Puerto Rico’s main opposition party to boycott status plebiscite
Puerto Rico’s main opposition party, the Popular Democratic Party, voted to boycott a status plebiscite planned for June 11.
The party’s vote Sunday was a rejection of the revised ballot language written by the ruling New Progressive Party.
Gov. Ricardo Rosselló and the NPP legislators had approved a ballot that just had options for independence and statehood. Then a deputy attorney general in the U.S. Department of Justice sent a letter saying that the ballot options were unfair. The official said he wouldn’t recommend the U.S. Congress release federal money allotted for the plebiscite with the planned ballot choices.
Puerto Rico legislators responded by voting to revise the language to add a third option: remaining a “territory.”
The PDP has argued that Puerto Rico is more than a territory of the United States and objected to this ballot language. Members of the party wanted to have part of the current name of Puerto Rico, “Estado Libre Asociado,” be the option rather than “territory.” The former can be translated as “Free Associated State,” though it is usually translated as “commonwealth.”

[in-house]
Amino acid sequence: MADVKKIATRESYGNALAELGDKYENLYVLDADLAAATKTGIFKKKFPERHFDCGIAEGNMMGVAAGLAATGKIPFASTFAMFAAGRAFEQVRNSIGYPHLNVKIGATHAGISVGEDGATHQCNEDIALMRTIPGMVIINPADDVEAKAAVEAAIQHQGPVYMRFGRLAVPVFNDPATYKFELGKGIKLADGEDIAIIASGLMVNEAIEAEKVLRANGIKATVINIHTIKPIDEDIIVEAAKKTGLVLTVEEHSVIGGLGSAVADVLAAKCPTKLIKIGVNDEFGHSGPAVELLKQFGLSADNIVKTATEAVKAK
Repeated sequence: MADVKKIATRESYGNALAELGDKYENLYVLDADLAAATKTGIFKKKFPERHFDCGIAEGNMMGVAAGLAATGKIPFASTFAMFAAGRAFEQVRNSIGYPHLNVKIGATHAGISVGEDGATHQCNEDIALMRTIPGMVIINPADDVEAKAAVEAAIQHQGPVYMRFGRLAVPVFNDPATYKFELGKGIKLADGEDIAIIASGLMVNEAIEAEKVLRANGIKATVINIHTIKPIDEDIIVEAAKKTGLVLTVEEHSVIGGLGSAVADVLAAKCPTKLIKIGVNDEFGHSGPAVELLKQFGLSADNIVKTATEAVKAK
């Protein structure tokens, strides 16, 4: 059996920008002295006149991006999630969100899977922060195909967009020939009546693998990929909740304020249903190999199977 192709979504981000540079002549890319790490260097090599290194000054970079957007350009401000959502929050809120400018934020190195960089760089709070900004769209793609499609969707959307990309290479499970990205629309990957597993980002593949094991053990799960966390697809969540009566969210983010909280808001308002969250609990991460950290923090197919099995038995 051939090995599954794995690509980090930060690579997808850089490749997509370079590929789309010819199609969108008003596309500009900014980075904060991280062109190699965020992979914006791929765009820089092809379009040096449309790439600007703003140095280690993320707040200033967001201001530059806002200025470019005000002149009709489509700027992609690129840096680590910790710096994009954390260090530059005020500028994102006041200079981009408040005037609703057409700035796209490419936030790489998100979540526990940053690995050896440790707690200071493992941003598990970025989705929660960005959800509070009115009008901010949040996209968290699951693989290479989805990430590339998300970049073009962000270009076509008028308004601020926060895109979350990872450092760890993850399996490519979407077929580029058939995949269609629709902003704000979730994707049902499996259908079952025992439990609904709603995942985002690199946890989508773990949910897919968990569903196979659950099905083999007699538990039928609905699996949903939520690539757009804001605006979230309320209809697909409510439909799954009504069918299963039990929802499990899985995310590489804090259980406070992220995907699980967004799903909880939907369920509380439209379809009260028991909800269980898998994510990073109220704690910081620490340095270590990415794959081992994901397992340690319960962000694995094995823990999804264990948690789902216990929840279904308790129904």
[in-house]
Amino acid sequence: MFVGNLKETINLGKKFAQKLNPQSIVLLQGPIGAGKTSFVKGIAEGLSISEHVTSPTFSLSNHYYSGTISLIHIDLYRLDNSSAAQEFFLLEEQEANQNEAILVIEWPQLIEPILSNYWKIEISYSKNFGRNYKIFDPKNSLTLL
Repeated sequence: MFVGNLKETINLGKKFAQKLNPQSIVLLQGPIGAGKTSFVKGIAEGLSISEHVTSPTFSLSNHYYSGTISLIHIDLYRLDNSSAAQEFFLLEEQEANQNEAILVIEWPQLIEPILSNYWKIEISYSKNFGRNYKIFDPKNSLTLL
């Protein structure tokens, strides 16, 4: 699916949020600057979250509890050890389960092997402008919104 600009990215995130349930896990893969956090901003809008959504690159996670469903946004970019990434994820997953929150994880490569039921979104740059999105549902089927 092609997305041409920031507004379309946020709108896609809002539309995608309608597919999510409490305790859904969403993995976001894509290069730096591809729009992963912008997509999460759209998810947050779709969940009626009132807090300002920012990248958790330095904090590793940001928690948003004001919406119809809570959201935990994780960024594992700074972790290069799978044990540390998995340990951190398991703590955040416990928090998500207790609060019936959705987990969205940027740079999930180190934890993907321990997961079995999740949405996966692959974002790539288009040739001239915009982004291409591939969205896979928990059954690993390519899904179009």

On Sunday the PDP’s Governing Board, General Council, and General Assembly voted against participating in the plebiscite because of the use of the term “territory” on the ballot.
The Puerto Rico Independence Party has also said it would boycott the plebiscite.
The U.S. Department of Justice hasn’t yet recommended the release of funds for the plebiscite. The Puerto Rico government has said it has the money to support the plebiscite if the U.S. Department of Justice doesn’t recommend the release of money to fund it.
Rosselló, who was in Washington, D.C. on Wednesday, possibly to discuss the plebiscite, hadn't released any information as of 4:30 p.m..
The PDP's membership in the Puerto Rico House of Representatives has fallen to 13 from 16 within the last three weeks, as Luis Raúl Torres, Manuel Natal and Luis Vega Ramos said they would cease caucusing with the party.
The El Vocero news website reported that ideological differences with Rafael Hernández Montañez, who serves as the PDP’s House Minority Leader, caused Torres’ split. Natal and Vega Ramos complained about alleged insults Hernández Montañez made towards them on Sunday.
There were varying reports as to whether Natal and Vega Ramos resigned or were pushed out of the caucus by Hernández Montañez.
The departures reduced PDP's repesentation in the House to 25% from 31%. There are 51 members of the Puerto Rico House. For the time being the three former PDP legislators will be unaffiliated.